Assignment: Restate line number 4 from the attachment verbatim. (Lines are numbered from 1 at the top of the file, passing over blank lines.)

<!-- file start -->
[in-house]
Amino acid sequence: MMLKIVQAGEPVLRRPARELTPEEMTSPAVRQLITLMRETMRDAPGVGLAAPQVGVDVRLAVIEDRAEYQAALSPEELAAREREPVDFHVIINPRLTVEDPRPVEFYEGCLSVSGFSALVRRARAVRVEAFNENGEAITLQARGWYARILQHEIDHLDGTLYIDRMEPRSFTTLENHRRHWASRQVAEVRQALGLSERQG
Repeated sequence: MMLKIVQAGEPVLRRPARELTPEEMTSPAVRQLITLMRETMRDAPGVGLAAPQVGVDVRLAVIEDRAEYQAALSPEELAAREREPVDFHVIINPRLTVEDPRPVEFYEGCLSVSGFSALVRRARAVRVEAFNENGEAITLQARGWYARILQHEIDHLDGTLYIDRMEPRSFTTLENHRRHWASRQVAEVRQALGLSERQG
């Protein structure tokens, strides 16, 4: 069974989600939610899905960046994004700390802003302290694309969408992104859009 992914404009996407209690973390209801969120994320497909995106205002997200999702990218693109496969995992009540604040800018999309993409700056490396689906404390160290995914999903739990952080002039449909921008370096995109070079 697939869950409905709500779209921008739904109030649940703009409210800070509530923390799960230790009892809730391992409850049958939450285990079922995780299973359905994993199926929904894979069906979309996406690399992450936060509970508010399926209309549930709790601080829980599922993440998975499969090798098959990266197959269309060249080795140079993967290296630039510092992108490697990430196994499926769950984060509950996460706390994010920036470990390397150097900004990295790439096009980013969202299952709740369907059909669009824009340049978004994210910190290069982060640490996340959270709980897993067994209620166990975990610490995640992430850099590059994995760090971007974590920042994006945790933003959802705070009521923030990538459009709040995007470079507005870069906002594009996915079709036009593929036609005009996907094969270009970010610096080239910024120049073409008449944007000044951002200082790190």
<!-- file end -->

């Protein structure tokens, strides 16, 4: 069974989600939610899905960046994004700390802003302290694309969408992104859009 992914404009996407209690973390209801969120994320497909995106205002997200999702990218693109496969995992009540604040800018999309993409700056490396689906404390160290995914999903739990952080002039449909921008370096995109070079 697939869950409905709500779209921008739904109030649940703009409210800070509530923390799960230790009892809730391992409850049958939450285990079922995780299973359905994993199926929904894979069906979309996406690399992450936060509970508010399926209309549930709790601080829980599922993440998975499969090798098959990266197959269309060249080795140079993967290296630039510092992108490697990430196994499926769950984060509950996460706390994010920036470990390397150097900004990295790439096009980013969202299952709740369907059909669009824009340049978004994210910190290069982060640490996340959270709980897993067994209620166990975990610490995640992430850099590059994995760090971007974590920042994006945790933003959802705070009521923030990538459009709040995007470079507005870069906002594009996915079709036009593929036609005009996907094969270009970010610096080239910024120049073409008449944007000044951002200082790190």